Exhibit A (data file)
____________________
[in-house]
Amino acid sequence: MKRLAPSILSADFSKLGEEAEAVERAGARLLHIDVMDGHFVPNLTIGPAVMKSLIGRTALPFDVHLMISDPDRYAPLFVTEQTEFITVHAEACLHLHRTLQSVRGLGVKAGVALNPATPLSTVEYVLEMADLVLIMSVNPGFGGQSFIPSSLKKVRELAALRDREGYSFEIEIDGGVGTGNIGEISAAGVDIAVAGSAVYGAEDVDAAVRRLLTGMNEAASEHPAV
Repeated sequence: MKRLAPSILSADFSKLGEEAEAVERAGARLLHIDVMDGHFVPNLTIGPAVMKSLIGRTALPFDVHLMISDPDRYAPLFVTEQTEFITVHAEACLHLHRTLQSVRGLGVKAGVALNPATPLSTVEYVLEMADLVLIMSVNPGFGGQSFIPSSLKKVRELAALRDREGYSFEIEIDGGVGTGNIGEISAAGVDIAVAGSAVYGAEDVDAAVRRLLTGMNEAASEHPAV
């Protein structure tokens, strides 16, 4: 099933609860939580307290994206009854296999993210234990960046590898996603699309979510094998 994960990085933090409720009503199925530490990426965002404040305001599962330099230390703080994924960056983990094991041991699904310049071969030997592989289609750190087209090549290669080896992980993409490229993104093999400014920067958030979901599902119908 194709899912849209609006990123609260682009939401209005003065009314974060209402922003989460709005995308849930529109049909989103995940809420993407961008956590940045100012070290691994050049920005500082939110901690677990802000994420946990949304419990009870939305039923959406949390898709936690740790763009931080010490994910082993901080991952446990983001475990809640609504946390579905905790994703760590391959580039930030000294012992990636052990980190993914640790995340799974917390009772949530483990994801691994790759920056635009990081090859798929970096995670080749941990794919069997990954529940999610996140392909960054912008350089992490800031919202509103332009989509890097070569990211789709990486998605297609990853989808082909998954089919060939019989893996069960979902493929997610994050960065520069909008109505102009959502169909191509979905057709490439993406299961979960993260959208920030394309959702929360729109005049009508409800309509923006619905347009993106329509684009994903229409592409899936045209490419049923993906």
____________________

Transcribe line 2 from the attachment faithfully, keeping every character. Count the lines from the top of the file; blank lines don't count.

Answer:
Amino acid sequence: MKRLAPSILSADFSKLGEEAEAVERAGARLLHIDVMDGHFVPNLTIGPAVMKSLIGRTALPFDVHLMISDPDRYAPLFVTEQTEFITVHAEACLHLHRTLQSVRGLGVKAGVALNPATPLSTVEYVLEMADLVLIMSVNPGFGGQSFIPSSLKKVRELAALRDREGYSFEIEIDGGVGTGNIGEISAAGVDIAVAGSAVYGAEDVDAAVRRLLTGMNEAASEHPAV